Train yourself to be able to look like you are hardly working even if you think you are about to die. In other words, learn how to bluff. Make it look easy and people will think it is, at least for you. Take a deep breath before you come up on someone so you can say something, anything without appearing winded or struggling for breath. Do not let your body language show how fatigued you may be feeling. Maintain a relaxed and smooth pedal stroke, keep your upper body quiet. Make it look easy and people will think it is, for you. This can prevent people from trying to attack or drop you. You can also go the other way and make it look hard when you are not in fact struggling, but this move is one you can only use a limited number of times so save it for when you really really need it.
Look people in the eye. Try wearing lighter lenses, slightly transparent so people can see your eyes. Mirrored lenses can be intimidating because you don’t where people are looking but transparent lenses can be even more intimidating because everyone sees exactly where you are looking. It can stop riders from attacking, just by staring them down. It’s as if you are saying, “Go ahead try it, I know exactly what you are trying to do and I am stopping it before you can even start.”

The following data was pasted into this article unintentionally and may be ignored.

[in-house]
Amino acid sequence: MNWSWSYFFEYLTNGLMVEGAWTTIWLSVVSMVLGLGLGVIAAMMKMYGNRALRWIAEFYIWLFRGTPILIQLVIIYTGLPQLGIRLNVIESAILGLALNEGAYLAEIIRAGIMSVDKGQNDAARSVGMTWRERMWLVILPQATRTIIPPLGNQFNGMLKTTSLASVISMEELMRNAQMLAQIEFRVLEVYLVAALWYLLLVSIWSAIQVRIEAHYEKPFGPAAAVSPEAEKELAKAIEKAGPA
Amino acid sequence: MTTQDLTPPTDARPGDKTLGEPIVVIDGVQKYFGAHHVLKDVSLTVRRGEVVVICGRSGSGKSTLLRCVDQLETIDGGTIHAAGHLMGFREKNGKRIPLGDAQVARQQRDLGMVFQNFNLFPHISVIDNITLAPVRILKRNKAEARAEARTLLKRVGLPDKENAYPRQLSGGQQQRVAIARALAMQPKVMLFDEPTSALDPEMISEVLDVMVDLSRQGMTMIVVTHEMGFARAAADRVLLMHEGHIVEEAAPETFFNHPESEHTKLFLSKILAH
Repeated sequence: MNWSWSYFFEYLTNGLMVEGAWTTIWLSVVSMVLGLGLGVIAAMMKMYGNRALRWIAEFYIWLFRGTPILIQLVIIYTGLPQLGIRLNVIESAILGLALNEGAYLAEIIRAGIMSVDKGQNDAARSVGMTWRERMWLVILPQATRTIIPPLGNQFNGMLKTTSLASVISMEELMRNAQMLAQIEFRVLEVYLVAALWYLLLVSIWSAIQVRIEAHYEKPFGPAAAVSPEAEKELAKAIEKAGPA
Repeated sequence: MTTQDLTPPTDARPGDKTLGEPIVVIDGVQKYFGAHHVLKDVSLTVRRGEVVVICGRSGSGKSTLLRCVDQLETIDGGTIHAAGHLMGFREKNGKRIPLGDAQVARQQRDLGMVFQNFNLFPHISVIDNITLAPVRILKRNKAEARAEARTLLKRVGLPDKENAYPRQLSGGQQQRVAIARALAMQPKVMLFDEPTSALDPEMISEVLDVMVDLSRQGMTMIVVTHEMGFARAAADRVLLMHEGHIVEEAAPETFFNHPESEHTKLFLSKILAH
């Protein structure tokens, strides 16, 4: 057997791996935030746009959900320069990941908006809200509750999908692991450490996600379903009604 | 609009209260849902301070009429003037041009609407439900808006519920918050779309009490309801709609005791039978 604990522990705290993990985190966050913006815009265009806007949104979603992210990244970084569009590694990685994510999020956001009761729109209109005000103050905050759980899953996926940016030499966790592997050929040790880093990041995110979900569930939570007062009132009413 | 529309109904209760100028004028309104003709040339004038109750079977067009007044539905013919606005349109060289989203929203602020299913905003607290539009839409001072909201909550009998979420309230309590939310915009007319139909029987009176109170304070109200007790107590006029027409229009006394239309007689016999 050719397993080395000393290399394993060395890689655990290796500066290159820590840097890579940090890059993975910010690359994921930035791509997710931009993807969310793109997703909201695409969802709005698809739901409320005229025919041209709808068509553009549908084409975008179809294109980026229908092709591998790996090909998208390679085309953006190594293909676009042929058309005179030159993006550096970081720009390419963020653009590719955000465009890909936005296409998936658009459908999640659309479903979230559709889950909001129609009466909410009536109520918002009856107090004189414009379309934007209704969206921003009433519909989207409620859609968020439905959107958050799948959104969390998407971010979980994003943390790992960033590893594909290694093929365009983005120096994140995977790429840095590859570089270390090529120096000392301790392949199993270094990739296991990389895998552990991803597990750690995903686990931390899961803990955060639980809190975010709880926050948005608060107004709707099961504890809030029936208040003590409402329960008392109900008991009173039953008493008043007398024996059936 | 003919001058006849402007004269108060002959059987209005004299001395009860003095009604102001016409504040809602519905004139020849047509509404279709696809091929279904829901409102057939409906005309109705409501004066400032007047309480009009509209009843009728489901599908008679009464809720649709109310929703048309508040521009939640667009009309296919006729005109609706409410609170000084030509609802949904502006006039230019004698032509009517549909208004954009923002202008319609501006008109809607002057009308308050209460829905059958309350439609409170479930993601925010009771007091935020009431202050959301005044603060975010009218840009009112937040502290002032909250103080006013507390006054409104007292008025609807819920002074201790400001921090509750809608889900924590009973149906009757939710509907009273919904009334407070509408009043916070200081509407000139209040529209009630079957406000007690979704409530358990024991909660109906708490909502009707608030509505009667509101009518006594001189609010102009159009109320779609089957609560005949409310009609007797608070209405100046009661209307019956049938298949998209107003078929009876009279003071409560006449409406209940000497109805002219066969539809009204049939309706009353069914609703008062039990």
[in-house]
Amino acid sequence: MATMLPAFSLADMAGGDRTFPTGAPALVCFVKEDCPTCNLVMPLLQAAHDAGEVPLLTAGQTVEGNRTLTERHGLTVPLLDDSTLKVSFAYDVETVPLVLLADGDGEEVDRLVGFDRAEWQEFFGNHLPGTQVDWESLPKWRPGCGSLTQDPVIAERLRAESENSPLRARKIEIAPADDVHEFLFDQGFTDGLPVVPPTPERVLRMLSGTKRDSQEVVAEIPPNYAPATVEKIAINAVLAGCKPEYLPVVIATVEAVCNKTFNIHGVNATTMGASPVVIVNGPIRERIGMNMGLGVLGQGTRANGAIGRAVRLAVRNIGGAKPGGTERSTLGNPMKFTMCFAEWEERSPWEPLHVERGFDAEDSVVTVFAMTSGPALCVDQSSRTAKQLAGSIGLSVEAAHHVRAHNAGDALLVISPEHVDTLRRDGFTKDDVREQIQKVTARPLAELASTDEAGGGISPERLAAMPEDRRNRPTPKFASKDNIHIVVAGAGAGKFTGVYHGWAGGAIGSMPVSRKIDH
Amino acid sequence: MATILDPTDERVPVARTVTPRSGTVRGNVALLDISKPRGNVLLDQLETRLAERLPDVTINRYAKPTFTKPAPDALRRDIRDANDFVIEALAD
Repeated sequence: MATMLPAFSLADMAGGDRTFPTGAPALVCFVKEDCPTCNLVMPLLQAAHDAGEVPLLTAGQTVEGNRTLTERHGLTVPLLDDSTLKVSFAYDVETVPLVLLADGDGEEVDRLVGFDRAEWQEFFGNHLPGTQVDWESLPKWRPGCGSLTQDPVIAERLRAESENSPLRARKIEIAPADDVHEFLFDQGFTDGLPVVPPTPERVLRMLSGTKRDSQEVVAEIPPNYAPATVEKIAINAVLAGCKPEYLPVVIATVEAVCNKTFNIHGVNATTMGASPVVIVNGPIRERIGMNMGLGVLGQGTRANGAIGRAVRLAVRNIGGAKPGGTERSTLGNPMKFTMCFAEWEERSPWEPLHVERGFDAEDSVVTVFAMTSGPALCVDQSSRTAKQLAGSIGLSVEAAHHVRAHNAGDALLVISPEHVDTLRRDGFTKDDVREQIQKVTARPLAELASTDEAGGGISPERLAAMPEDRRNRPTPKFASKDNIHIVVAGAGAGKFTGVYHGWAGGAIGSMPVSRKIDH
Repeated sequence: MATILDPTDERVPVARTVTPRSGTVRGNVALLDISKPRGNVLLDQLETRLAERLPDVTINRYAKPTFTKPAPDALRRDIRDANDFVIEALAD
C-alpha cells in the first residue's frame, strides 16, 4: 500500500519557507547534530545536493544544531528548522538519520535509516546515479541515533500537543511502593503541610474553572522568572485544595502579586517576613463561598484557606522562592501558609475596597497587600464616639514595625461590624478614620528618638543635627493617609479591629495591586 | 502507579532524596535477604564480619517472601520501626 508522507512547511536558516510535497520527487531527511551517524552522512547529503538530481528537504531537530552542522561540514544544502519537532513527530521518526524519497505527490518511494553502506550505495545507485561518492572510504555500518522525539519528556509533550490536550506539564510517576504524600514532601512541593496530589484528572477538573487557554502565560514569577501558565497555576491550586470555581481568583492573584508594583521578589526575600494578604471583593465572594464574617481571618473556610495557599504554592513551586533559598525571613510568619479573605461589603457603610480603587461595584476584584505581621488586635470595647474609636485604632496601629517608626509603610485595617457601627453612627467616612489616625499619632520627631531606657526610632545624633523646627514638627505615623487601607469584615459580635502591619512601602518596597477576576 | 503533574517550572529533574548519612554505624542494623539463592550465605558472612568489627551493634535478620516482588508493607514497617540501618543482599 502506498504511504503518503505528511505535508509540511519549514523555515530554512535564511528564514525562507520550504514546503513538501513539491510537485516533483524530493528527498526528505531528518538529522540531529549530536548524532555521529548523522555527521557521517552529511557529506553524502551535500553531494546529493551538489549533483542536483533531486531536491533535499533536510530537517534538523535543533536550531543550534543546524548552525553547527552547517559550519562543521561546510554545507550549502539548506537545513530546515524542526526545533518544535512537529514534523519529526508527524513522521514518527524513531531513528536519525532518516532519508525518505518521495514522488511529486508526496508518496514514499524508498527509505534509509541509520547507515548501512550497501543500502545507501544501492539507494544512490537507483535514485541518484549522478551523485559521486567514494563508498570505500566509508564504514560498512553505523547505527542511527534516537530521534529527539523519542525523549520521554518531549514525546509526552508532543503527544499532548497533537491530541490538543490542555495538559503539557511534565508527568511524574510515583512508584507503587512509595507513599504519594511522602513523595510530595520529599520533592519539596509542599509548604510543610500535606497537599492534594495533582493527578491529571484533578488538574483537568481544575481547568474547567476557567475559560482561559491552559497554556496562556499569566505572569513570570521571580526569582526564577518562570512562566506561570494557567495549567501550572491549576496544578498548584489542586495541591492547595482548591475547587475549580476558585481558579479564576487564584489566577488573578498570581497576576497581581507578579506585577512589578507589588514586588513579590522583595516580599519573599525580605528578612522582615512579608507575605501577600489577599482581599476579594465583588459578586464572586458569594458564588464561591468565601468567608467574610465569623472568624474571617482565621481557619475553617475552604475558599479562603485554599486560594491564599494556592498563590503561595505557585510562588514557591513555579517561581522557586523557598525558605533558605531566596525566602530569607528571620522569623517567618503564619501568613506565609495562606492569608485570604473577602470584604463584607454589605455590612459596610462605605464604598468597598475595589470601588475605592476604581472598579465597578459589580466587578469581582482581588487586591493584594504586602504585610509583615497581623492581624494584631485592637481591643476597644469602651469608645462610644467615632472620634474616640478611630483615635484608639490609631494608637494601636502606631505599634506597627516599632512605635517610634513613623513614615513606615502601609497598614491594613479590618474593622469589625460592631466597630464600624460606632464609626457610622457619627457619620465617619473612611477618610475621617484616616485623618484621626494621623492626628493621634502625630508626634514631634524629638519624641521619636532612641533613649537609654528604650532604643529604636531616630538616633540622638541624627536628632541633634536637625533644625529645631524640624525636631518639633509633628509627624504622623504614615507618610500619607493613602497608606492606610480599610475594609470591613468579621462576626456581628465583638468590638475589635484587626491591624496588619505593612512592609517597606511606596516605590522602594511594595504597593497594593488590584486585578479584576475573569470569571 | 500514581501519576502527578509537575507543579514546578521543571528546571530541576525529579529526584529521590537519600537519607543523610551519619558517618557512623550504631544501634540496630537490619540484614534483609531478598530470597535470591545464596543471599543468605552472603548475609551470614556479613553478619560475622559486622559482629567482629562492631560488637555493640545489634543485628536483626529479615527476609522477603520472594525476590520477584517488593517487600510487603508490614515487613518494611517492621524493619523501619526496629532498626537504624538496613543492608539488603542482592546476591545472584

Have fun trying these tips out and using your head as much if not more than your legs to help you perform better.
See you out there!
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About Shawn Heidgen
Shawn Heidgen has been involved in cycling for over 20 years. She raced professionally for three years during which she completed 2 Giro D’Italia Donne (Women’s Tour of Italy ) and competed on the National Race Calendar circuit. Shawn has also coached cyclists of all abilities for many years, and has led and directed training camps all over the world. Shawn also has a unique history, as a former Chronic Pain Patient at the Mayo Clinic (before racing professionally), she overcame what should have been a career ending hip fracture and went on to race professionally.